This blog topic is one that might be a completely new concept to even avid fitness enthusiasts.
Barbell knurl or knurling sounds almost like a made-up word. But the term very much exists, and it has a significant impact on how you execute your lifts.
When you’re lifting weights, there’s a crosshatch section of the barbell that prevents it from slipping out of your hands.
Are you still not quite sure what we’re talking about?
Probably the most layman’s explanation that can be applied to knurling is the rings you see around the barbell that establish grip placement.
On most conventional barbells, the knurl is the diamond pattern on the bar valve that’s placed there by a specialized machine called a Lake. These diamonds are created by two sets of diagonal lines, both traveling in the opposite direction.
Compared to the edge, the center of the diamonds is quite high. This detail is what’s responsible for holding your grip. The grooves’ widths and depths are the deciding factors in the overall aggressiveness of the knurl.
It’s worth noting that both the line’s patterns and angles have no impact on grip.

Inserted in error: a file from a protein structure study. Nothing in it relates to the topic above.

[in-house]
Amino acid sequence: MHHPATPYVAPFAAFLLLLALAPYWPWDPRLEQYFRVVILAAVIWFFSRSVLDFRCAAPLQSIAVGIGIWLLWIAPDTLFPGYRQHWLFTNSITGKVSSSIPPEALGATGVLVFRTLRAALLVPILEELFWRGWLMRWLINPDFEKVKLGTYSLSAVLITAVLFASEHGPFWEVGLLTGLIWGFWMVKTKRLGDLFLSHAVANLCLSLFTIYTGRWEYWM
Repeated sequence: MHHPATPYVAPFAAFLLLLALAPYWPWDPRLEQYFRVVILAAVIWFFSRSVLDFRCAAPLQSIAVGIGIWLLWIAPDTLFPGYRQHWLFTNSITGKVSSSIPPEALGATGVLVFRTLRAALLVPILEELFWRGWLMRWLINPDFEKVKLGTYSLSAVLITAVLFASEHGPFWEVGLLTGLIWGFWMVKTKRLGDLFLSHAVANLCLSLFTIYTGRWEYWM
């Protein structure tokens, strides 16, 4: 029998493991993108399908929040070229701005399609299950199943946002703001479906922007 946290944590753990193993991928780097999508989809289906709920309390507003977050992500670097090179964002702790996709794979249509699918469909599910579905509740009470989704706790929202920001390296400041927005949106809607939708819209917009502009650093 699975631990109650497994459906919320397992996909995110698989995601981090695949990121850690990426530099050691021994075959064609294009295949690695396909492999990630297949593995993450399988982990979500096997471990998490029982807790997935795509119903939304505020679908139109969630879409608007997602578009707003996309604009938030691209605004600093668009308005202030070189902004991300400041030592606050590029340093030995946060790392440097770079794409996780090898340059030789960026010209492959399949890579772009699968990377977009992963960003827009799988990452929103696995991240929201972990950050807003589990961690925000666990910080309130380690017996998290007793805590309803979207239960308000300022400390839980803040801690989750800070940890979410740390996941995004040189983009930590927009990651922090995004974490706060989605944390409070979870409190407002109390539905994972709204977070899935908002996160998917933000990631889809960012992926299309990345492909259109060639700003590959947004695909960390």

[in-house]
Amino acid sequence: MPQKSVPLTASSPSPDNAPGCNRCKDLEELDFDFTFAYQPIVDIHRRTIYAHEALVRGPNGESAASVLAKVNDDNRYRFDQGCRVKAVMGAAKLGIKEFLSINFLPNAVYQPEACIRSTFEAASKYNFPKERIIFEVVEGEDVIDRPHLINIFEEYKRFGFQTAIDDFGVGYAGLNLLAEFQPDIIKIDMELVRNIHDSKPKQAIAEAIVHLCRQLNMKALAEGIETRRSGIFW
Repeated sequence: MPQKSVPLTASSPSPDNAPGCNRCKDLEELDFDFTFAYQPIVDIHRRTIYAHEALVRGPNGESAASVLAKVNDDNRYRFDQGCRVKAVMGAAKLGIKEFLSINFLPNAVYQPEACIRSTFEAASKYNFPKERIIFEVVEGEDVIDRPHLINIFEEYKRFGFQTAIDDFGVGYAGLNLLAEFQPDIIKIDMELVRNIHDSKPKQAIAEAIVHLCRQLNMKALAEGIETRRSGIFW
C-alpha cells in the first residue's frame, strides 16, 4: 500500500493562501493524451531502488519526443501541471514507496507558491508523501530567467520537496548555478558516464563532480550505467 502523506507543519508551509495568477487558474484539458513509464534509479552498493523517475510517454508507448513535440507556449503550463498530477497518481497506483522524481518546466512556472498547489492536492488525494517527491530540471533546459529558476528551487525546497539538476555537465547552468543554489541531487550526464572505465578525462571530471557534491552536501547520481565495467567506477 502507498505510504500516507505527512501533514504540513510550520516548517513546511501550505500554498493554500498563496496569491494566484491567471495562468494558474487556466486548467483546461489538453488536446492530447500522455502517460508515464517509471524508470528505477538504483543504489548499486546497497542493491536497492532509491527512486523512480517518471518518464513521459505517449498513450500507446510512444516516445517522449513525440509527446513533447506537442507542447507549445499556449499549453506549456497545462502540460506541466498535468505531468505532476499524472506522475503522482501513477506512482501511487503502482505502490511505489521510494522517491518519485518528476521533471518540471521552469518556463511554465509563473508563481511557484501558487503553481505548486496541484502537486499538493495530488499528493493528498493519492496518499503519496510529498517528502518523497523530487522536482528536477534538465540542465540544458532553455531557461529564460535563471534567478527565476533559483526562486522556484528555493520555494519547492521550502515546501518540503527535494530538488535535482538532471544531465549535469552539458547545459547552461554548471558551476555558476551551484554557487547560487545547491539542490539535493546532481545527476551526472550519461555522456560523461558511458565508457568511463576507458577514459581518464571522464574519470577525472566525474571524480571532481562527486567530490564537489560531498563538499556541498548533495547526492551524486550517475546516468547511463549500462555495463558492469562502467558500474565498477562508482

Knurling isn’t a concept that even people who’ve been lifting for years really contemplate or consider. Generally, they tend to focus on matters such as form or technique.
There is the mentality that exercise is exercise, and what impact does a knurl really have on achieving fitness goals?
Well, it depends on what your fitness goals are.
If you’re lifting a certain way, whether for reps, weight, powerlifting, Olympic lifting, or bodybuilding, you’ll notice how much knurling genuinely impacts your performance.
Most importantly, once you fully grasp the concept of knurling, you’ll notice that not all knurls are made the same.
Depending on what you’re doing in the weight room, you’ll benefit from a specific knurl depth.
Deeper, more aggressive knurling means you’re holding a grippier, rougher barbell. While this sounds like an ideal circumstance, with this kind of knurl, it’s going to be quite abrasive on your hands. As such, you might hurt your hands—primarily if you aren’t used to such a knurl.
Conversely, overly light knurling makes the weight far too slippery for most people.
What’s crucial is striking the delicate balance of depth and aggressiveness until you find what works for you.
With all these potential knurling options, it’s good to know that at Fringe Sport, you can find quality barbells with all different levels of knurl.